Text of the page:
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Fungus-like mycelial fossils in 2.4-billion-year-old vesicular basalt.
Swedish Museum of Natural History, Department of Paleobiology.ORCID iD: 0000-0003-0206-579
Curtin University.
Swedish Museum of Natural History, Department of Paleobiology.
Curtin University.
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2017 (English)In: Nature Ecology & Evolution, ISSN 2397-334X, Vol. 1, no 6, 1-6 p., 0141Article in journal (Refereed) Published
Abstract [en]

Fungi have recently been found to comprise a significant part of the deep biosphere in oceanic sediments and crustal rocks. Fossils occupying fractures and pores in Phanerozoic volcanics indicate that this habitat is at least 400 million years old, but its origin may be considerably older. A 2.4-billion-year-old basalt from the Palaeoproterozoic Ongeluk Formation in South Africa contains filamentous fossils in vesicles and fractures. The filaments form mycelium-like structures growing from a basal film attached to the internal rock surfaces. Filaments branch and anastomose, touch and entangle each other. They are indistinguishable from mycelial fossils found in similar deep-biosphere habitats in the Phanerozoic, where they are attributed to fungi on the basis of chemical and morphological similarities to living fungi. The Ongeluk fossils, however, are two to three times older than current age estimates of the fungal clade. Unless they represent an unknown branch of fungus-like organisms, the fossils imply that the fungal clade is considerably older than previously thought, and that fungal origin and early evolution may lie in the oceanic deep biosphere rather than on land. The Ongeluk discovery suggests that life has inhabited submarine volcanics for more than 2.4 billion years.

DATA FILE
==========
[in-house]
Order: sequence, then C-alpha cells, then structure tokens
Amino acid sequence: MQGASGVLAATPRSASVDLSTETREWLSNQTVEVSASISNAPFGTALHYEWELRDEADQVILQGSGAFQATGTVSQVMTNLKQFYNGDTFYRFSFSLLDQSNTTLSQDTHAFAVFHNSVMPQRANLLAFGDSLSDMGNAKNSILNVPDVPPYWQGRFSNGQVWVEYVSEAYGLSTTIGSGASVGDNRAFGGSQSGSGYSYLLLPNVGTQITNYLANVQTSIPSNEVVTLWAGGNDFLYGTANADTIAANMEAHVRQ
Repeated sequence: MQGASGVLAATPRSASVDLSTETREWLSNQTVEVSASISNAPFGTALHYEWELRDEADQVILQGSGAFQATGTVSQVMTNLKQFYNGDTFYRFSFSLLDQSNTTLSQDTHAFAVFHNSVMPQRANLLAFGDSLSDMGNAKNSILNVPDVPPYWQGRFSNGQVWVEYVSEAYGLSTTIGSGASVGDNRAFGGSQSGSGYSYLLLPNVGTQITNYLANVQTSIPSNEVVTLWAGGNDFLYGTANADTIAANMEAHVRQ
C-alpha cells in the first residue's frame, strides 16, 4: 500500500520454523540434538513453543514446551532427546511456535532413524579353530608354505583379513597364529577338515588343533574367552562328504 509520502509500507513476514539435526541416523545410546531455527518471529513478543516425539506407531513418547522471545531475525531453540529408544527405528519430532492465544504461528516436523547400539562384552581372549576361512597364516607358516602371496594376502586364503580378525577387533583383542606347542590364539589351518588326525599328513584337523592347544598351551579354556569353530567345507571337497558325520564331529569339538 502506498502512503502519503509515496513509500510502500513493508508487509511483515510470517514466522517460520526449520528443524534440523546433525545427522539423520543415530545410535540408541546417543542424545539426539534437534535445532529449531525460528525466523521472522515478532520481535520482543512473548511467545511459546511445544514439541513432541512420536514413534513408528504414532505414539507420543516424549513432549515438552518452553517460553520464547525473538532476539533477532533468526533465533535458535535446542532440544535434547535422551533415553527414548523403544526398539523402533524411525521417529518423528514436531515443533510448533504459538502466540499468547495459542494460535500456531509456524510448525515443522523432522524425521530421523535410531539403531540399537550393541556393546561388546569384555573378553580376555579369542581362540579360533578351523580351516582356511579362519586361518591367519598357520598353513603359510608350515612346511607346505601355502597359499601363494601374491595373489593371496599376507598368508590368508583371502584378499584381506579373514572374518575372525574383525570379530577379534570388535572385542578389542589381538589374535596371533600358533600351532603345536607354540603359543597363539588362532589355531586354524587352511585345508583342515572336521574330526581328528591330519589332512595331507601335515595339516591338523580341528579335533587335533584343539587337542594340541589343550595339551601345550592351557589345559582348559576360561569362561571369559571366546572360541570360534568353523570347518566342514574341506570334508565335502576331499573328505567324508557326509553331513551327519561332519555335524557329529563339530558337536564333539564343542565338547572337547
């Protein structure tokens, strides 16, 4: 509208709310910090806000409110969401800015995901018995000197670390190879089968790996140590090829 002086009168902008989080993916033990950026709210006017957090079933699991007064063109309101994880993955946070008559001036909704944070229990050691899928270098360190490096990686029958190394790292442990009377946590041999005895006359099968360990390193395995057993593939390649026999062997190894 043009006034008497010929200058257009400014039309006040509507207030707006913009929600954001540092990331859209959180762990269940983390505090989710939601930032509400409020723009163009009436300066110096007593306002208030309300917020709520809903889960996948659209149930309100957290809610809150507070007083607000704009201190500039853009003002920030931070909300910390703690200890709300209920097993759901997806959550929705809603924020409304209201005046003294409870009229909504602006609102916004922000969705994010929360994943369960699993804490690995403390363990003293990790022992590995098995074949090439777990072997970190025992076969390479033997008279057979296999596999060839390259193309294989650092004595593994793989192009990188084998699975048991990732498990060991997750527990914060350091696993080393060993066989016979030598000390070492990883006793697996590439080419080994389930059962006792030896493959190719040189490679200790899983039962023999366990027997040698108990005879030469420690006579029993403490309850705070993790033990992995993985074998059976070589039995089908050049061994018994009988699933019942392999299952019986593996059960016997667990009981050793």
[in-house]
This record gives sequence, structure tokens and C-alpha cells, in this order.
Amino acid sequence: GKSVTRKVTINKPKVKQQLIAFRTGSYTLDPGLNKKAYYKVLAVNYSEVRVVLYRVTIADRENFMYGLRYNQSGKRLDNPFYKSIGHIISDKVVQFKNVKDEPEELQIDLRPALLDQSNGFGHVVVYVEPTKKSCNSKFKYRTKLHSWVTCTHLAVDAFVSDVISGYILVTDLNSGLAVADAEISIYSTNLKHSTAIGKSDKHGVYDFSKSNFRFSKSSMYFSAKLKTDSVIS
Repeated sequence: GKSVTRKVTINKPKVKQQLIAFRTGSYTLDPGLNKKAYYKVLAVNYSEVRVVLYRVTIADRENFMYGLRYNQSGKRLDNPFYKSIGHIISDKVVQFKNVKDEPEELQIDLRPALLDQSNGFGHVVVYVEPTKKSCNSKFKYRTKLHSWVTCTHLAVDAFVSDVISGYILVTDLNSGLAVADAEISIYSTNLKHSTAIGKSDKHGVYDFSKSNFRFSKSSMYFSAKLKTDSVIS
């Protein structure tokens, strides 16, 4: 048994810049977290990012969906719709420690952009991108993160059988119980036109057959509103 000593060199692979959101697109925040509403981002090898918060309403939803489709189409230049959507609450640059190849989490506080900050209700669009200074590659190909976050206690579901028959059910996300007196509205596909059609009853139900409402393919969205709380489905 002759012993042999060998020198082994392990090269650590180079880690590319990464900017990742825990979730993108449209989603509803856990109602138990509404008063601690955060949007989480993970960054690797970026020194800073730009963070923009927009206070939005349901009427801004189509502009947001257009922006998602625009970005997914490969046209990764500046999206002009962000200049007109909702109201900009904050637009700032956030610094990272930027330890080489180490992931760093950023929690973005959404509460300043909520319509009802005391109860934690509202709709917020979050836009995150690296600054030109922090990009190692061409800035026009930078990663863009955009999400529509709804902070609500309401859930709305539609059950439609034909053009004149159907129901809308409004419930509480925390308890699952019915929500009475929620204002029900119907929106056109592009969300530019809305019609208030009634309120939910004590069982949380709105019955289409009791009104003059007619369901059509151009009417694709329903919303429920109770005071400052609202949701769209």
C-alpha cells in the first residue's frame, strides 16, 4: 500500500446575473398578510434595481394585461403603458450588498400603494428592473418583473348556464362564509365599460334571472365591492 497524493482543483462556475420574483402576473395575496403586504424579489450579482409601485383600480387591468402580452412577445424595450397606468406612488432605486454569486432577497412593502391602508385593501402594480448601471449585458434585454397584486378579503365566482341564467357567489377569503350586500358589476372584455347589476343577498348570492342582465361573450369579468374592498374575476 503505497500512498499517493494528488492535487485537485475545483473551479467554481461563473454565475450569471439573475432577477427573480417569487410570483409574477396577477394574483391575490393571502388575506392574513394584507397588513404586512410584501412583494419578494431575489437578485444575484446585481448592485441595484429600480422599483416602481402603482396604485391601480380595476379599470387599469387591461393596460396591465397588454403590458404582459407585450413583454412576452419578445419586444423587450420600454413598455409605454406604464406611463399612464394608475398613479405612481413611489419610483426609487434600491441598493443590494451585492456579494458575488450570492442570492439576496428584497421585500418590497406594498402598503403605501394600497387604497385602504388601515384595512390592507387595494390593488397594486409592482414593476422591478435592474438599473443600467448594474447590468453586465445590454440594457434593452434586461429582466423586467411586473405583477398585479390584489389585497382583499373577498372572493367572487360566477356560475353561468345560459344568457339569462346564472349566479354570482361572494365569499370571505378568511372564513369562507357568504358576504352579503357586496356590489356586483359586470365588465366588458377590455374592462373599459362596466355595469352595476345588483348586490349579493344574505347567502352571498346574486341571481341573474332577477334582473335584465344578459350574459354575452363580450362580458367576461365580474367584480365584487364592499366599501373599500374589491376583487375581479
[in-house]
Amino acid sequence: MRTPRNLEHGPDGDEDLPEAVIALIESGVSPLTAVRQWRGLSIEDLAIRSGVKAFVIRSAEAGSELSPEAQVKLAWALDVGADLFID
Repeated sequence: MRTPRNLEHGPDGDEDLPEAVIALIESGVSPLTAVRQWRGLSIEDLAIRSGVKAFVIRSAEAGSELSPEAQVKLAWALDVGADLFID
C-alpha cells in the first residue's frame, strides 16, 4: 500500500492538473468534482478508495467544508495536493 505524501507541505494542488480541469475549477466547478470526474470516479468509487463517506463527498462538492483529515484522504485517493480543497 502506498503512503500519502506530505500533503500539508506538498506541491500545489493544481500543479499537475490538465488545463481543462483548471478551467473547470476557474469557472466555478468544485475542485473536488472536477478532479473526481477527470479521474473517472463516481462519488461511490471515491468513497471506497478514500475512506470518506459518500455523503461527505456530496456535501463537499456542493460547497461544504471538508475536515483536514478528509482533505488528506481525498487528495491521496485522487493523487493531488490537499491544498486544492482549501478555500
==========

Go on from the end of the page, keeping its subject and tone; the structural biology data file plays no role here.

Place, publisher, year, edition, pages
2017. Vol. 1, no 6, 1-6 p., 0141
Keyword [en]
Palaeoproterozoic, deep biosphere, Ongeluk Formation, basalt, microfossil, fungus, South Africa
National Category
Geology Evolutionary Biology
Research subject
The changing Earth
Identifiers
URN: urn:nbn:se:nrm:diva-2407DOI: 10.1038/s41559-017-0141OAI: oai:DiVA.org:nrm-2407DiVA: diva2:1105288
Funder
Swedish Research Council, 2012-4364, 2013-4290Danish National Research Foundation, DNRF53Paul Scherrer Institut, PSI, 20130185, 20141047
Available from: 2017-06-02 Created: 2017-06-02 Last updated: 2017-06-13Bibliographically approved

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Publisher's full texthttp://www.nature.com/articles/s41559-017-0141

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